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Excuse an amateur question, as inspired by this question: "How old is the oldest light visible from Earth?", how to determine the age of light? Does light get old? Does light have characteristic therefore we know this light "A" is different from that light "B" therefore we can track how it going over time? Like tagging animals to observe their activities? How to differentiate one light from the other?

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  • $\begingroup$ I'd like to point out that in some cases there might be uncertainty about the history of light we see. We don't know of any characteristic that uniquely specifies the "age" of the light, so we just assume it's traveled from as far away as we think the object that generated it is, and call the time to travel that far it's "age". $\endgroup$ – bitchaser Apr 27 '18 at 22:02
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There is no measurable difference between an "old" photon and a "new" one. A photon has a wavelength, a polarisation, and a direction of travel. And no other features.

You may ask if it is meaningful to discuss the age of light. It is certainly possible to say that photons were emitted by a certain body 100 years ago, and these photons are being detected now, and so this light is 100 years old. But it is impossible to measure the age as a property of the light.

We don't know of any characteristic that uniquely specifies the "age" of the light, so we just assume it's travelled from as far away as we think the object that generated it is, and call the time to travel that far it's "age". In the case of the Cosmic microwave background, this was (we think) released when the universe first became transparent, a few hundred thousand years after the "big bang". The light from this far back has been "stretched" by the expansion of the universe, but not changed by time.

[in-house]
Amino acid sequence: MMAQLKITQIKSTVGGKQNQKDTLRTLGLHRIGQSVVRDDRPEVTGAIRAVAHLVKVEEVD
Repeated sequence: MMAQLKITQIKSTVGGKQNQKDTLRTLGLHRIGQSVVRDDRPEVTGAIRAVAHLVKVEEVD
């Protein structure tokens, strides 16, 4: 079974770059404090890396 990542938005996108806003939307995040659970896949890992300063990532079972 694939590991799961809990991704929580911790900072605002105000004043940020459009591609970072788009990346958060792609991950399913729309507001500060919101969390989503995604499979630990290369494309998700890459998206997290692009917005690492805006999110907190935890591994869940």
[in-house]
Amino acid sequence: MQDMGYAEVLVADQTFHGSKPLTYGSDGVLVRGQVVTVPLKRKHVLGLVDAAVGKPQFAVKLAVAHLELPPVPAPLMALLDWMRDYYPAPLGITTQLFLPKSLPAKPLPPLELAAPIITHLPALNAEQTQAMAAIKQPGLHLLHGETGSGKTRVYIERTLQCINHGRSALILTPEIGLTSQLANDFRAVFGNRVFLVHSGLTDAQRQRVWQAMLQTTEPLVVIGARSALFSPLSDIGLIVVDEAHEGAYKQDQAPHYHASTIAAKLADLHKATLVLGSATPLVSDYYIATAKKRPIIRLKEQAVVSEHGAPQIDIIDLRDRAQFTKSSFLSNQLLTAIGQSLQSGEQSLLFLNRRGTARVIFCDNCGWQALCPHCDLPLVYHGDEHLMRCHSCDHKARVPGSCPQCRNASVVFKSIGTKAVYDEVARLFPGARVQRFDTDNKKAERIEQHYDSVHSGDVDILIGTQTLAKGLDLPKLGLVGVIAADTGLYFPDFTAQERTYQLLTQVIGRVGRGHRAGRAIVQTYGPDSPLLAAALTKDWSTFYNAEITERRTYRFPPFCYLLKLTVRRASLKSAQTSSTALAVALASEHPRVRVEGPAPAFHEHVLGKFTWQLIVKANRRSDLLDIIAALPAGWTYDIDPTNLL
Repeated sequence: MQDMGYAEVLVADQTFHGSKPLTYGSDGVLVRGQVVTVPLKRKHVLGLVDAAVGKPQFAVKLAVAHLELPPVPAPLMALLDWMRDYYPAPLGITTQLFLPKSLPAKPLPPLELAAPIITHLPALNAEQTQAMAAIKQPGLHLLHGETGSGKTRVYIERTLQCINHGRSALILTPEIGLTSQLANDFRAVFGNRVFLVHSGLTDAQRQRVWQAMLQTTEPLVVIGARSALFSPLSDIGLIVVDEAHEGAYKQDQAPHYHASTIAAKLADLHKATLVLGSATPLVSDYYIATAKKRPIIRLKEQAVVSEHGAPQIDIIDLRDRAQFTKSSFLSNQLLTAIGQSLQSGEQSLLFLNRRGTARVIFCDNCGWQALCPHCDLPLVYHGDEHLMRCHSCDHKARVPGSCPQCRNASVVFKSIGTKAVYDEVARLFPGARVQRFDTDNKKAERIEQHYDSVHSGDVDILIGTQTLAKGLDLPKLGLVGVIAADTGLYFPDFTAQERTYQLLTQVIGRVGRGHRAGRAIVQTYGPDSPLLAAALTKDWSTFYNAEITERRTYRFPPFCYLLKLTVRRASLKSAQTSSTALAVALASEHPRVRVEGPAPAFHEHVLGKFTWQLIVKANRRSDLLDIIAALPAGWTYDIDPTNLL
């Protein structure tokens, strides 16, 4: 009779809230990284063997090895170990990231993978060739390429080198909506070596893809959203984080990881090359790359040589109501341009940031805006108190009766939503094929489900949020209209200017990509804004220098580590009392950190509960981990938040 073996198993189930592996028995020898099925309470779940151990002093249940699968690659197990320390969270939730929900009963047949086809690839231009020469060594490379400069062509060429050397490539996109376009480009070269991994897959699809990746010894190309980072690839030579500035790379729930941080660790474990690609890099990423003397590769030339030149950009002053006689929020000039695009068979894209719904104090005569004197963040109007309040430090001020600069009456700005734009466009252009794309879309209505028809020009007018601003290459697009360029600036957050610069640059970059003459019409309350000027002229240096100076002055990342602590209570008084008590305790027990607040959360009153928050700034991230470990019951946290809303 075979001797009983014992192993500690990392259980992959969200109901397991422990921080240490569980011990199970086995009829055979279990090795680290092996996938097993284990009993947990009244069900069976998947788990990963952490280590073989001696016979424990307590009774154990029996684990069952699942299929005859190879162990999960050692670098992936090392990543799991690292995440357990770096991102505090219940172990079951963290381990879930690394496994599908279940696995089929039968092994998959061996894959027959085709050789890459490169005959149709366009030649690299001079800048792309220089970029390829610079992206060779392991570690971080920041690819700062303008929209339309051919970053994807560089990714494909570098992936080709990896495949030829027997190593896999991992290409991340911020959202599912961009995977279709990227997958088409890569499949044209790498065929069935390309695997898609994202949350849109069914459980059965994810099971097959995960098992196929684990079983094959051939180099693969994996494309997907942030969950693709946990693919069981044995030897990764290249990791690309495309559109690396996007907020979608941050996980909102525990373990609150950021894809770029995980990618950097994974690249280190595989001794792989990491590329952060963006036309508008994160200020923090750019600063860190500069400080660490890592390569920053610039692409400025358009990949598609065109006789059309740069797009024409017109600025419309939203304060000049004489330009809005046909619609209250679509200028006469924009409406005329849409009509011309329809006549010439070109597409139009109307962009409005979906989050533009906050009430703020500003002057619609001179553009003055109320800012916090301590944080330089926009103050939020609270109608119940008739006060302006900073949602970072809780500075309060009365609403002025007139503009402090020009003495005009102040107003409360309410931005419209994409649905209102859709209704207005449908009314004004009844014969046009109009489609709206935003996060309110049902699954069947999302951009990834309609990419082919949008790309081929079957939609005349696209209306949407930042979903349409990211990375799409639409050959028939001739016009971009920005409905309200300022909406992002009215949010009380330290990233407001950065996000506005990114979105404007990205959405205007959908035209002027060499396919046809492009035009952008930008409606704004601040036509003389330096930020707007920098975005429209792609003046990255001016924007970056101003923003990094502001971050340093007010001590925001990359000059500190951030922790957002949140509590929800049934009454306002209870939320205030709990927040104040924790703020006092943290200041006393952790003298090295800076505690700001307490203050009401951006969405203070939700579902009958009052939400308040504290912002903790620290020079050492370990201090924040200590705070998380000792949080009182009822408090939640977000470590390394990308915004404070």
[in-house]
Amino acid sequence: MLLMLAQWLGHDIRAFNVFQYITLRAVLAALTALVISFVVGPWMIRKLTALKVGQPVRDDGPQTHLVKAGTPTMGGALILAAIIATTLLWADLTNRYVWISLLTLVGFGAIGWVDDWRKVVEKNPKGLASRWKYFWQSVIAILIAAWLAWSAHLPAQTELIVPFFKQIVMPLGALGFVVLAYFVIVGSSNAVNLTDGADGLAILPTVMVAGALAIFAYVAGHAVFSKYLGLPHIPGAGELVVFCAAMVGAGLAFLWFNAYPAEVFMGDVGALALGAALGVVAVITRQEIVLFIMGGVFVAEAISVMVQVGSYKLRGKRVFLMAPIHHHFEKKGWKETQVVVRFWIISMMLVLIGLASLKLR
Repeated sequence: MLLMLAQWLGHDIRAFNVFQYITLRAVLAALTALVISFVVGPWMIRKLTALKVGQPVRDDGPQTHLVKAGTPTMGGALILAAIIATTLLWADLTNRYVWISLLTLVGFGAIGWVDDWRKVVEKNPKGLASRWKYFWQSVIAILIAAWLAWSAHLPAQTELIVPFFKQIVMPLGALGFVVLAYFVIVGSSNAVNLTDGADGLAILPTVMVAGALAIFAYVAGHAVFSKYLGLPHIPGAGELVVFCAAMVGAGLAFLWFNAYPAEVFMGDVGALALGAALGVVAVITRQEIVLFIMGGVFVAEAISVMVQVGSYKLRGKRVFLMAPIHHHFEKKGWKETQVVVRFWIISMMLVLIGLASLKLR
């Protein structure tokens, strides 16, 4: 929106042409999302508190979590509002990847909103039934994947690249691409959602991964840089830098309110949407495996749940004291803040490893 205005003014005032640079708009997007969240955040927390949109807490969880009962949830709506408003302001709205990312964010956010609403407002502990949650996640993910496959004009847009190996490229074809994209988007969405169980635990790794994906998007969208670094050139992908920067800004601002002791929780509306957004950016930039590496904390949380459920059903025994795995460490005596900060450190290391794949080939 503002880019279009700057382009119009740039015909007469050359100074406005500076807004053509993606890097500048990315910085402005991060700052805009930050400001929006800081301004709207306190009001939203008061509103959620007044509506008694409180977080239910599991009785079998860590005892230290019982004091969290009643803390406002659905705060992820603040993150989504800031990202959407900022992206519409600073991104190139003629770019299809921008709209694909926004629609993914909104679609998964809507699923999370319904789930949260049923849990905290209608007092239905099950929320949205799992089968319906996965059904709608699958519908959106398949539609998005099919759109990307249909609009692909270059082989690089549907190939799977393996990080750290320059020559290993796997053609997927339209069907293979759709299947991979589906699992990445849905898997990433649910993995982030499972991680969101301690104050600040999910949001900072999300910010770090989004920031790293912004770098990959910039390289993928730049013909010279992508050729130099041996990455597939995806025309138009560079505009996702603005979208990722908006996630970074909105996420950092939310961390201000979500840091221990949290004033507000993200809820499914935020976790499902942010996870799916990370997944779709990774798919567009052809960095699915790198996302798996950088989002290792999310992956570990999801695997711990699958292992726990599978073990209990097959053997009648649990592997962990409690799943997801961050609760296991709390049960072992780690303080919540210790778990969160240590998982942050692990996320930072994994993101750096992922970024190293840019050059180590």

This is normally true of many simple objects. They either exist or not. A proton doesn't age. A neutron may decay, but this is an event, not a process. It is only with complex objects made of many particles that they can change with age while maintaining their identity.

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  • $\begingroup$ Ok. Is that then all the lights created at once during the Big Bang? It's just distance and path of traveling plus the moment observed that gives it "age"? $\endgroup$ – Mishu 米殊 Apr 28 '18 at 16:32
  • $\begingroup$ @Mishu米殊 yes, that's it. Remember, in the photon's reference frame, zero time has passed. $\endgroup$ – Carl Witthoft Apr 30 '18 at 17:43
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According to that context, the old light means the light that travelling from far away in order to reach the observer, and vice versa.

To determine the age of light, standard method is to use spectral features (absorption/emission but we will talk about the example of emission only without the loss of generality).

Let's say that the observer detects a photon which he is very sure that it must be H$\alpha$ emission (i.e., 656.28 nm at rest frame). But, the observer detects a 700.00-nm photon instead of at that rest-rame wavelength. This is because the photon travelling through the universe and experience time dilation; in general, the longer time travelling, the bigger the observed wavelength is, relative to the rest-frame value. Since we have the relationship $\lambda_{rest} * (1 + z) = \lambda_{obs}$ where $\lambda_{rest}$ ($\lambda_{obs}$) is the rest-frame (observe-frame) wavelength, and $z$ is the redshift, we can find the redshift from the known rest-frame and observe-frame wavelengths. Then, the higher redshift means farther away, means older.

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  • $\begingroup$ So by this it meant the "age" is the distance measured between the object observed and observer. Actually not a "light" can be observed alone it must be observed by observing an existence of an object, such as, a star? $\endgroup$ – Mishu 米殊 Apr 28 '18 at 16:36
  • $\begingroup$ The red-shift is due to the relative velocity of the emitting body (relative to us on Earth). There is no "time-dilation" effect over the time of travel which affects wavelength at all. It all happens at the moment of emission. Perhaps you're thinking of group phase velocity dispersion? $\endgroup$ – Carl Witthoft Apr 30 '18 at 17:46

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